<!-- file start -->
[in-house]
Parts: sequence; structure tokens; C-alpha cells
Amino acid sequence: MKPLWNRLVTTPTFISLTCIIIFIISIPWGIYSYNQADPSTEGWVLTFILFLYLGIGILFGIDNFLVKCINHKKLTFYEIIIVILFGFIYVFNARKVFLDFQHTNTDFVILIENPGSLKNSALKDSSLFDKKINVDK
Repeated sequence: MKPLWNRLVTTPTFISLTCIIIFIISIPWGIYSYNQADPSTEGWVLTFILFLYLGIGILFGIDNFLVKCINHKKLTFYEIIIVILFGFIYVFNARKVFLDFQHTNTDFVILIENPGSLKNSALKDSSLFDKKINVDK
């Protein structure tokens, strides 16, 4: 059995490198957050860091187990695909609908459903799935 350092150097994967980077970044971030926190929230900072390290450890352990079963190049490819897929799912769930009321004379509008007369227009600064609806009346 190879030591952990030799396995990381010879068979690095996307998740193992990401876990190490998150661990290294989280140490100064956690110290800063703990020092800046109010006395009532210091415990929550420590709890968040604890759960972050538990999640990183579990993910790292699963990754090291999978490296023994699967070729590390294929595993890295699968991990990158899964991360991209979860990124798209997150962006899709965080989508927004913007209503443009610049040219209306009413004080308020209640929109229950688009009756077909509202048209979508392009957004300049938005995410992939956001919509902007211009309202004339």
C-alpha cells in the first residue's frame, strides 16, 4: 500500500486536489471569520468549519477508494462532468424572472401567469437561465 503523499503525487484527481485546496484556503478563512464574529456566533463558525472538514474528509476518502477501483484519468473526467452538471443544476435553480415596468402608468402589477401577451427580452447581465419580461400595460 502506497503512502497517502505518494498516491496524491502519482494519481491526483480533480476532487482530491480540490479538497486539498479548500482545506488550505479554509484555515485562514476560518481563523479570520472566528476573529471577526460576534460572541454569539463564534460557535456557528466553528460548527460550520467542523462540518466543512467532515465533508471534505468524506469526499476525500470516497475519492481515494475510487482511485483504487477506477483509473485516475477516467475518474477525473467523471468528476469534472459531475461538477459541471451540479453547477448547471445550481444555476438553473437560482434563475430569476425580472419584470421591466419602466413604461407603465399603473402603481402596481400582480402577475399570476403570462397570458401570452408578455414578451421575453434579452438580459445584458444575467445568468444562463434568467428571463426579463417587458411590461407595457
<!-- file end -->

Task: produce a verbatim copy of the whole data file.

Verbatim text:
[in-house]
Parts: sequence; structure tokens; C-alpha cells
Amino acid sequence: MKPLWNRLVTTPTFISLTCIIIFIISIPWGIYSYNQADPSTEGWVLTFILFLYLGIGILFGIDNFLVKCINHKKLTFYEIIIVILFGFIYVFNARKVFLDFQHTNTDFVILIENPGSLKNSALKDSSLFDKKINVDK
Repeated sequence: MKPLWNRLVTTPTFISLTCIIIFIISIPWGIYSYNQADPSTEGWVLTFILFLYLGIGILFGIDNFLVKCINHKKLTFYEIIIVILFGFIYVFNARKVFLDFQHTNTDFVILIENPGSLKNSALKDSSLFDKKINVDK
């Protein structure tokens, strides 16, 4: 059995490198957050860091187990695909609908459903799935 350092150097994967980077970044971030926190929230900072390290450890352990079963190049490819897929799912769930009321004379509008007369227009600064609806009346 190879030591952990030799396995990381010879068979690095996307998740193992990401876990190490998150661990290294989280140490100064956690110290800063703990020092800046109010006395009532210091415990929550420590709890968040604890759960972050538990999640990183579990993910790292699963990754090291999978490296023994699967070729590390294929595993890295699968991990990158899964991360991209979860990124798209997150962006899709965080989508927004913007209503443009610049040219209306009413004080308020209640929109229950688009009756077909509202048209979508392009957004300049938005995410992939956001919509902007211009309202004339």
C-alpha cells in the first residue's frame, strides 16, 4: 500500500486536489471569520468549519477508494462532468424572472401567469437561465 503523499503525487484527481485546496484556503478563512464574529456566533463558525472538514474528509476518502477501483484519468473526467452538471443544476435553480415596468402608468402589477401577451427580452447581465419580461400595460 502506497503512502497517502505518494498516491496524491502519482494519481491526483480533480476532487482530491480540490479538497486539498479548500482545506488550505479554509484555515485562514476560518481563523479570520472566528476573529471577526460576534460572541454569539463564534460557535456557528466553528460548527460550520467542523462540518466543512467532515465533508471534505468524506469526499476525500470516497475519492481515494475510487482511485483504487477506477483509473485516475477516467475518474477525473467523471468528476469534472459531475461538477459541471451540479453547477448547471445550481444555476438553473437560482434563475430569476425580472419584470421591466419602466413604461407603465399603473402603481402596481400582480402577475399570476403570462397570458401570452408578455414578451421575453434579452438580459445584458444575467445568468444562463434568467428571463426579463417587458411590461407595457